Notice how they preserved the core elements that were contained in their old logo. And, of course, they did this without touching the company’s name. This is a great example of a brand that pulled off an aesthetic change without deviating too harshly from its roots.
When Rebranding Does Work
So far, this piece has probably felt very one-sided, but here are a few reasons why you could and should consider rebranding your company as a whole.
Your Product or Service Offering Has Changed
If, over time, your brand’s core competency has evolved and caused you to pursue alternate means of revenue, it could give way for a total brand 180.
Especially if your brand has a qualifier attached to it, like “Greg’s Roofing Co.,” it might make sense to rebrand later down the road if the company starts offering services other than roofing. In a lot of cases, this is how companies graduate to a parent company, creating branches of subsidiaries focused on one type of product or service.
Negative Brand Associations
Nobody wants this to be the reason they rebrand but, nevertheless, it’s a valid reason to ditch the old brand name and start anew.
If your brand has a negative connotation due to poor service or products, a rebrand can help you shed that baggage and gain new, positive traction. Company rebrands in this way can also be a way of expressing to previously dissatisfied customers that you’re making room for improvements that will fix any mistakes you might have made in the past.
Aligning with Changing Values
This is much more of a case-by-case situation, but if your brand no longer resonates with evolving consumer values, a rebrand can help you stay relevant and retain older customers who might be looking for something different.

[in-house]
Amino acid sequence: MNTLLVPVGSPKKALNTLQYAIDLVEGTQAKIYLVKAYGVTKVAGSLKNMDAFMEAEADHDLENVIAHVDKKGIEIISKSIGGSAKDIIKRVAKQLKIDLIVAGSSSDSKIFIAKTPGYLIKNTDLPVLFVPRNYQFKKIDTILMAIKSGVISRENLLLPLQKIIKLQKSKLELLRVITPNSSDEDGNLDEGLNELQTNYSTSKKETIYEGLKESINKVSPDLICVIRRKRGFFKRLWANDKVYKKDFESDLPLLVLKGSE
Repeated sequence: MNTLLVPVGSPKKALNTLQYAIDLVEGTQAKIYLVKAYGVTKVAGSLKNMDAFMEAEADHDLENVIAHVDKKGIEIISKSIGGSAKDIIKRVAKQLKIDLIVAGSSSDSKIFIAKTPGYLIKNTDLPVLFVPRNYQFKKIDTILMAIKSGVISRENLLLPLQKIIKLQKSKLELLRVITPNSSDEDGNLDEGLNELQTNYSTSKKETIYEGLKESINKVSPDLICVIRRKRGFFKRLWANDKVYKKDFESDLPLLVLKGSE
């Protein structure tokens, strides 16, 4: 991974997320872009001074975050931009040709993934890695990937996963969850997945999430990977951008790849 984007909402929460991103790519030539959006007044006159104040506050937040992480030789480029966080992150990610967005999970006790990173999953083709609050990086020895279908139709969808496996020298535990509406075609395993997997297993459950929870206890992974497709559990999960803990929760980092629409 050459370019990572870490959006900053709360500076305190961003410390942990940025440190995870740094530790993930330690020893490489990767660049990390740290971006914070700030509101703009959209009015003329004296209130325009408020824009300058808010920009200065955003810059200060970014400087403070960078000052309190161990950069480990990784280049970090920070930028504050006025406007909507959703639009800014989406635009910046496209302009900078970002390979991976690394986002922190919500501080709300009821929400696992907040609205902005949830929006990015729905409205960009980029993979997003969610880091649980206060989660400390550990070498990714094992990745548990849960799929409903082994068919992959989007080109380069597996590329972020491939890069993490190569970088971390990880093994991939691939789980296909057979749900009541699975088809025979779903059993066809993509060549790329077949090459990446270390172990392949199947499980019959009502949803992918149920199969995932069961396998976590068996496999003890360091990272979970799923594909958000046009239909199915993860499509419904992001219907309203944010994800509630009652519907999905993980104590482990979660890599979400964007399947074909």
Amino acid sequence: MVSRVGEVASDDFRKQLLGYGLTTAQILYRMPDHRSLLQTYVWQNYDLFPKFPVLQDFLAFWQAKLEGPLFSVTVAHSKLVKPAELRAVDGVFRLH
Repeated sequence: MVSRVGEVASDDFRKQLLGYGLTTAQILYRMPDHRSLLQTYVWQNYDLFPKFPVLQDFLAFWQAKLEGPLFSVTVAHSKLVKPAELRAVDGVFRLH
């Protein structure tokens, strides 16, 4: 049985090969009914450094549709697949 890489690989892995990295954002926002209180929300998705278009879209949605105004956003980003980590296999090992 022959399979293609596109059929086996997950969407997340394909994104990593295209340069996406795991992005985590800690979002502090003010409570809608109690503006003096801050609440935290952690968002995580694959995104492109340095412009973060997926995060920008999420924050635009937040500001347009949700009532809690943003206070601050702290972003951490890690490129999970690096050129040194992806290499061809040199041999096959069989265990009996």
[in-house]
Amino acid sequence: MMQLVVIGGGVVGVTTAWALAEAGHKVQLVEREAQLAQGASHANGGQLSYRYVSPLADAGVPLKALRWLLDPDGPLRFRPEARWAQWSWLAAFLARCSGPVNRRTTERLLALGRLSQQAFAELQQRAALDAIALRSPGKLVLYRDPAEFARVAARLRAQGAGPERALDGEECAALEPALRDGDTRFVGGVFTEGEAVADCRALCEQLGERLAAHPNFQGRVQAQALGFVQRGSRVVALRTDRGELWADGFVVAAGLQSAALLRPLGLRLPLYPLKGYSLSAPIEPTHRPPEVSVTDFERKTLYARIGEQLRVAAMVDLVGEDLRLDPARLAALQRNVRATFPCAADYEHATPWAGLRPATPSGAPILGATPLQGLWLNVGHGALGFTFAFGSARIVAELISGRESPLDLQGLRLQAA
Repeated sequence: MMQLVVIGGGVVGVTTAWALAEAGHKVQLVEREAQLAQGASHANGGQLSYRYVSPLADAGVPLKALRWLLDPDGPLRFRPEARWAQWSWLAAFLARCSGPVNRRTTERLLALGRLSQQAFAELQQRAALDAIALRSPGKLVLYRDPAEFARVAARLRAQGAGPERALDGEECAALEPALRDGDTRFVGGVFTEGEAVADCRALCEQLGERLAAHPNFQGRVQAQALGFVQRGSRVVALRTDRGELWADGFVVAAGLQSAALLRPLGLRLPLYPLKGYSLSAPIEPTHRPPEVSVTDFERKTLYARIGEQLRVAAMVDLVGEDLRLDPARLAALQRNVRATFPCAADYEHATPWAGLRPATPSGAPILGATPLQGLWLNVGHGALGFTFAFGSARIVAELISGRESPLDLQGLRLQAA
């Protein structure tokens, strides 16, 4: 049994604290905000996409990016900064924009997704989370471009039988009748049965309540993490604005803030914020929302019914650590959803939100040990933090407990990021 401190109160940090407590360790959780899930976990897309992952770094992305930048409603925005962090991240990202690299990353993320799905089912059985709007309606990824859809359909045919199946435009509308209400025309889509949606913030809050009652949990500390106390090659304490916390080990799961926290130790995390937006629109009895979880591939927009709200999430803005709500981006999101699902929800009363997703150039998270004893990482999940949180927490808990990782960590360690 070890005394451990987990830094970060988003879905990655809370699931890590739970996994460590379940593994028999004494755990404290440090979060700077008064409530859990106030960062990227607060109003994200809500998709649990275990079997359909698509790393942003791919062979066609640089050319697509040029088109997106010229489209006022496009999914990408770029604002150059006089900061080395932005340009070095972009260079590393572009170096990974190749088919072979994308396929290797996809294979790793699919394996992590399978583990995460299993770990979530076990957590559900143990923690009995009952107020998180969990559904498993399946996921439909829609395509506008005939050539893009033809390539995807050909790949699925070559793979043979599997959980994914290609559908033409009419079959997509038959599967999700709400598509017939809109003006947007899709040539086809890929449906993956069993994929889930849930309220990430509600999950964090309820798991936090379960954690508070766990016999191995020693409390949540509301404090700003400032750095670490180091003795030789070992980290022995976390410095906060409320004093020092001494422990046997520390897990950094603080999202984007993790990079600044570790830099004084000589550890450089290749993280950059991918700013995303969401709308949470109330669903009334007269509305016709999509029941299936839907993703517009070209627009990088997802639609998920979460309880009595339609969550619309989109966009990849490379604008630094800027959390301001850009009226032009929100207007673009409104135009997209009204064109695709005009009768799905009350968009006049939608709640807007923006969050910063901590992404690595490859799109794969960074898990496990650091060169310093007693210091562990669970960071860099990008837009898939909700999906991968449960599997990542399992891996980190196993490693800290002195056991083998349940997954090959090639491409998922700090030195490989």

Examples of Successful Rebrands
Apple’s approach to rebranding provides a valuable lesson. When they introduced the Vision Pro, their augmented reality headset, they didn’t complicate things with talk of AI or the metaverse. Instead, they kept it simple, knowing their target audience.
Rebrands often complicate matters, but Apple focuses on simplifying for a seamless customer experience.
Let’s take a look at some successful rebrands that not only changed names but also perceptions:
- Patagonian Toothfish to Chilean Sea Bass: A toothfish doesn’t sound appetizing, but a Chilean sea bass does. Sometimes, a name change can alter the way consumers perceive your product.
- Pleather to Vegan Leather: This was less of a company rebrand as it was redefining a type of material, which dozens of companies would then use as a way to market their cruelty-free leather alternatives in a more attractive light. Pleather became “vegan leather” to align with the heightened value that customers placed on purchasing vegan leather products.
- Charter to Spectrum: Remember when Charter became Spectrum? Charter had a dismal reputation for its services, and a rebrand was the perfect solution. It not only changed the public’s perception but also made it seem like an exciting new offering. Sometimes, a fresh start is all you need, especially when your brand image is severely tarnished.
Closing Thoughts on Company Rebrands: Should You Go for It?
Rebranding can be a fun idea in theory. It can even offer a boost of freshness when executed modestly. But for total rebrands, the reality is rarely as romantic as the fantasy. They can invite a whole host of complications and cause more trouble than they fix.
Sure, they might give you a change of pace that you’re craving, but a total business rebrand is a serious choice that ought to be reserved for the most deserving scenarios, such as product shifts or PR reasons.
Other than that, invest in the asset you’ve built and focus more on ways to build your brand even better.